"And how is it, bhikkhus, that by protecting others one protects oneself? By patience, harmlessness, goodwill, and sympathy. It is in such a way that by protecting others one protects oneself.
- Sedaka Sutta [SN 47.19]
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Re: global warming

Postby Alex123 » Sat Apr 06, 2013 7:03 pm

daverupa wrote:Scientific consensus?


Argumentum ad populum. Just because many people believe an incorrect idea, it doesn't by itself make it right.
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Re: global warming

Postby daverupa » Sat Apr 06, 2013 8:00 pm

Alex123 wrote:
daverupa wrote:Scientific consensus?


Argumentum ad populum. Just because many people believe an incorrect idea, it doesn't by itself make it right.


Just ridiculous, Alex.

rational wiki wrote:So, what's the difference between most people believe X and scientific consensus which is, at the end of the day, most scientists believe X. Doesn't this make out scientists to be somehow superior to the rest of the population?

There are two significant differences.

Firstly scientific consensus doesn't claim to be true, it claims to be our best understanding currently held by those who study the matter. Scientific claims for truth are always tentative rather than final, even if they are often very impressive tentative claims for truth.

Secondly scientific consensus is built upon a foundation of logic and systematic evidence - the scientific method - rather than dogma (or that which is taught in Sunday school) or popular prejudice. The consensus comes not from blindly agreeing with those in authority but from having their claims to be thoroughly reviewed and criticised by their peers. Note that even long established scientific consensus can be overthrown by better logic and better evidence typically preceded by anomalous research findings.
    "And how is it, bhikkhus, that by protecting oneself one protects others? By the pursuit, development, and cultivation of the four establishments of mindfulness. It is in such a way that by protecting oneself one protects others.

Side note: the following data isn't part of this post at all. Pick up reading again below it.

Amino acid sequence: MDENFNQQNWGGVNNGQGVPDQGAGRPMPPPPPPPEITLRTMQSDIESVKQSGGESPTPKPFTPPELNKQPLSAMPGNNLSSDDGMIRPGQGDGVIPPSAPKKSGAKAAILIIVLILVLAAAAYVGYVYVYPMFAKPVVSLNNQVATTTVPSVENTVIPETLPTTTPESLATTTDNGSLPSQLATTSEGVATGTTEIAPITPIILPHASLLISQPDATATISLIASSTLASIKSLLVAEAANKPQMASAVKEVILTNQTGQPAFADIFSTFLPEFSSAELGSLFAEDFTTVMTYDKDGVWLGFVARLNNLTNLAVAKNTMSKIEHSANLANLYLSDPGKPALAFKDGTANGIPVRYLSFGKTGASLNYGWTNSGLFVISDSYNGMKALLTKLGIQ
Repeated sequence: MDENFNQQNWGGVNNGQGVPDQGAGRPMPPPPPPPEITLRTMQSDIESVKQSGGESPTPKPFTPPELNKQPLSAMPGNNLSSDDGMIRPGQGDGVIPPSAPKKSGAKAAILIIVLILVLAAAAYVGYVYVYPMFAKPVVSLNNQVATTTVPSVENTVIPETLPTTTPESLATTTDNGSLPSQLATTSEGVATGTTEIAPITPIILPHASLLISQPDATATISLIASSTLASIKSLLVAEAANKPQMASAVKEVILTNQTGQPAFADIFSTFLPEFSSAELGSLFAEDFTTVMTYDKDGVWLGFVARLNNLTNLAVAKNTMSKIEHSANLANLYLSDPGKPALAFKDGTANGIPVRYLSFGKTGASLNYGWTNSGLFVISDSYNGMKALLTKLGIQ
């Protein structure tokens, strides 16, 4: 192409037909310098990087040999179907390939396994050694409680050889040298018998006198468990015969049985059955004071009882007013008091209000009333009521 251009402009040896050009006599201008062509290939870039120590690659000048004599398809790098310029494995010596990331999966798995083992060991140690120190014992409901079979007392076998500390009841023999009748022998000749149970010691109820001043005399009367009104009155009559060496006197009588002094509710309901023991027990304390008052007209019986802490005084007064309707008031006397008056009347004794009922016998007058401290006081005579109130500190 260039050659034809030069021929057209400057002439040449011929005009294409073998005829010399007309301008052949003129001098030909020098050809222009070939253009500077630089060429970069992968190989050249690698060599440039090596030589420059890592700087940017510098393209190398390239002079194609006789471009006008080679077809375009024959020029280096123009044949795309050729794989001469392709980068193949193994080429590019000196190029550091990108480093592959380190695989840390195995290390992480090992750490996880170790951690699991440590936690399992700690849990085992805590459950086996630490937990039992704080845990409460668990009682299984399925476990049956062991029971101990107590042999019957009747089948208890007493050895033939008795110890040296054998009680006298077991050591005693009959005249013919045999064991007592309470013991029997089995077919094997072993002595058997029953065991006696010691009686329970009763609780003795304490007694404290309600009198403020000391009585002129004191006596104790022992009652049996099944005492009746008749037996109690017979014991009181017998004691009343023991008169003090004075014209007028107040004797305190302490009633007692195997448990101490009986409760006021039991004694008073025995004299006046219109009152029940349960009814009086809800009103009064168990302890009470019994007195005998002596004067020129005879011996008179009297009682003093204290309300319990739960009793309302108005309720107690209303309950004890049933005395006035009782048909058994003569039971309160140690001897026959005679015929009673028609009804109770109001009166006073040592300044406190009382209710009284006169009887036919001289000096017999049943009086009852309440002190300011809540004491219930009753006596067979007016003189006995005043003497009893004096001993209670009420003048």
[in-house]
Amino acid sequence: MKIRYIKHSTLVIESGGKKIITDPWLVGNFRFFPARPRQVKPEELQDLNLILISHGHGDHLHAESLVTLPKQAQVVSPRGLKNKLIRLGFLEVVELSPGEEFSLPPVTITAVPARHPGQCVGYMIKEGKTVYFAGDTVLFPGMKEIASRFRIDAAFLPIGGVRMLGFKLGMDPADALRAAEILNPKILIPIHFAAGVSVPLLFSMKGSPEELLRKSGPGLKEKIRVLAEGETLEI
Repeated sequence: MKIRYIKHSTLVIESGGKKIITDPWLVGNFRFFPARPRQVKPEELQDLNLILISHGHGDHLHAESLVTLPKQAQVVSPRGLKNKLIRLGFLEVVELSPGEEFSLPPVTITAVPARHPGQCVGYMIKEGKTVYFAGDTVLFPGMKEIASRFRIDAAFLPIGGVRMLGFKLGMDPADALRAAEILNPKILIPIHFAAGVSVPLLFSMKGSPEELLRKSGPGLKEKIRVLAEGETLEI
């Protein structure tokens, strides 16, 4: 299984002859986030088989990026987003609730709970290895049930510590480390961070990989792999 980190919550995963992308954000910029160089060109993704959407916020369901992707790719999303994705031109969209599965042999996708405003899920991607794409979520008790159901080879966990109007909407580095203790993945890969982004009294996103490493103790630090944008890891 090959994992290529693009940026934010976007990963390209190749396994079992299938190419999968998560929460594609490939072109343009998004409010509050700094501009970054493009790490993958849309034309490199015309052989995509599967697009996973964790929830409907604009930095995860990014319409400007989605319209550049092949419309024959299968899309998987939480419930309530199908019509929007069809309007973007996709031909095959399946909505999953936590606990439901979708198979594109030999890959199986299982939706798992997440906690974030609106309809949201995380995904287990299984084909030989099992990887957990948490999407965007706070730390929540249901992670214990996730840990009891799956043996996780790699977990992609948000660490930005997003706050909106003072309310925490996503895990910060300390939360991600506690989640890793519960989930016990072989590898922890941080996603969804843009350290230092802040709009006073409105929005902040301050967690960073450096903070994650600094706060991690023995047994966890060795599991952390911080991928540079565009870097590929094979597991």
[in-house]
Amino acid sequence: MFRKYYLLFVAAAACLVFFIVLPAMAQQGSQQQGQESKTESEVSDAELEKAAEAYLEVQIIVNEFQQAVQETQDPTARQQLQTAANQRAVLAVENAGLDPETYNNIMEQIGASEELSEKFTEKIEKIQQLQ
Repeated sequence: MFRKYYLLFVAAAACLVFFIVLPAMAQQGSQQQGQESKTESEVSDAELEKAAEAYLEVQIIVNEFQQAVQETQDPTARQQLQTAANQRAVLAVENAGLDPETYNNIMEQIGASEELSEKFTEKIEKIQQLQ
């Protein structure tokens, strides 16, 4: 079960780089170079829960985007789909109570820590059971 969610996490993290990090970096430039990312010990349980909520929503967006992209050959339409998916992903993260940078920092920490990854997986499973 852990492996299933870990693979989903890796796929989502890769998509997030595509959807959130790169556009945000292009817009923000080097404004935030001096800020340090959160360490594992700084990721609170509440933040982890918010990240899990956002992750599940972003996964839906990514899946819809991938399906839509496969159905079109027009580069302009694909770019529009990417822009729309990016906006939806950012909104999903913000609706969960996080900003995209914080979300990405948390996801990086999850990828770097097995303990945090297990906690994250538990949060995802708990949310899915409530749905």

"And how is it, bhikkhus, that by protecting others one protects oneself? By patience, harmlessness, goodwill, and sympathy. It is in such a way that by protecting others one protects oneself.
- Sedaka Sutta [SN 47.19]
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Re: global warming

Postby Alex123 » Sat Apr 06, 2013 8:22 pm

daverupa wrote:
Alex123 wrote:
daverupa wrote:Scientific consensus?


Argumentum ad populum. Just because many people believe an incorrect idea, it doesn't by itself make it right.


Just ridiculous, Alex.


It is not. Please note: "it doesn't by itself make it right."

So what I've said is technically correct. As if scientists never had incorrect ideas centuries ago.

Talking about consensus...

A peer-reviewed survey of 1077 geoscientists and engineers finds that "only 36 percent of geoscientists and engineers believe that humans are creating a global warming crisis," according to James Taylor, writing at Forbes.com. As he points out, if there is a scientific consensus at all, it would have to be skepticism toward anthropogenic global warming.

100-36= 64% who do not believe in AGW.

So on which side is consensus?
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Re: global warming

Postby daverupa » Sat Apr 06, 2013 8:54 pm

Alex123 wrote:...only 36 percent of geoscientists and engineers...

So on which side is consensus?


It's easy to make stats favor your argument when you artificially constrain the sample. Weak.

Remember that pie chart with the comparison of peer-reviewed articles accepting or rejecting AGW? That pie chart answers your question.

Finally, what you said was that scientific consensus equates to argumentum ad populum. You aren't technically correct, you aren't even close. No one claimed it was right solely due to consensus; the consensus reflects a long period of peer-reviewed research, not a simple majority vote.
The consensus comes not from blindly agreeing with those in authority but from having their claims to be thoroughly reviewed and criticised by their peers.


Did you even read this part?
    "And how is it, bhikkhus, that by protecting oneself one protects others? By the pursuit, development, and cultivation of the four establishments of mindfulness. It is in such a way that by protecting oneself one protects others.

    "And how is it, bhikkhus, that by protecting others one protects oneself? By patience, harmlessness, goodwill, and sympathy. It is in such a way that by protecting others one protects oneself.